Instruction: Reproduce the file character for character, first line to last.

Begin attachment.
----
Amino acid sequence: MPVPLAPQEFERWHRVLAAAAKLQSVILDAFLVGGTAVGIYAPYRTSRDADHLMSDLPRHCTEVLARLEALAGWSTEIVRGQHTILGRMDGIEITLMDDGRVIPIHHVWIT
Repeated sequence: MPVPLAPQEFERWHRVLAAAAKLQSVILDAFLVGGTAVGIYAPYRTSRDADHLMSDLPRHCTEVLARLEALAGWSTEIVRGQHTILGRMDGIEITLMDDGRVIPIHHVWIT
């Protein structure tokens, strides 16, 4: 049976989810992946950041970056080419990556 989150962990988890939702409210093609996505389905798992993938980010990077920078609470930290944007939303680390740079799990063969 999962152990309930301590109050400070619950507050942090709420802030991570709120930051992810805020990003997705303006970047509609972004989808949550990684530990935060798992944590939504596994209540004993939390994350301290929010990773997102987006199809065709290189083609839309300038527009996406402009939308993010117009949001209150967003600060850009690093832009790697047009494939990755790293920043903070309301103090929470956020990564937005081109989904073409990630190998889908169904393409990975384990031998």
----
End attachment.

Amino acid sequence: MPVPLAPQEFERWHRVLAAAAKLQSVILDAFLVGGTAVGIYAPYRTSRDADHLMSDLPRHCTEVLARLEALAGWSTEIVRGQHTILGRMDGIEITLMDDGRVIPIHHVWIT
Repeated sequence: MPVPLAPQEFERWHRVLAAAAKLQSVILDAFLVGGTAVGIYAPYRTSRDADHLMSDLPRHCTEVLARLEALAGWSTEIVRGQHTILGRMDGIEITLMDDGRVIPIHHVWIT
């Protein structure tokens, strides 16, 4: 049976989810992946950041970056080419990556 989150962990988890939702409210093609996505389905798992993938980010990077920078609470930290944007939303680390740079799990063969 999962152990309930301590109050400070619950507050942090709420802030991570709120930051992810805020990003997705303006970047509609972004989808949550990684530990935060798992944590939504596994209540004993939390994350301290929010990773997102987006199809065709290189083609839309300038527009996406402009939308993010117009949001209150967003600060850009690093832009790697047009494939990755790293920043903070309301103090929470956020990564937005081109989904073409990630190998889908169904393409990975384990031998």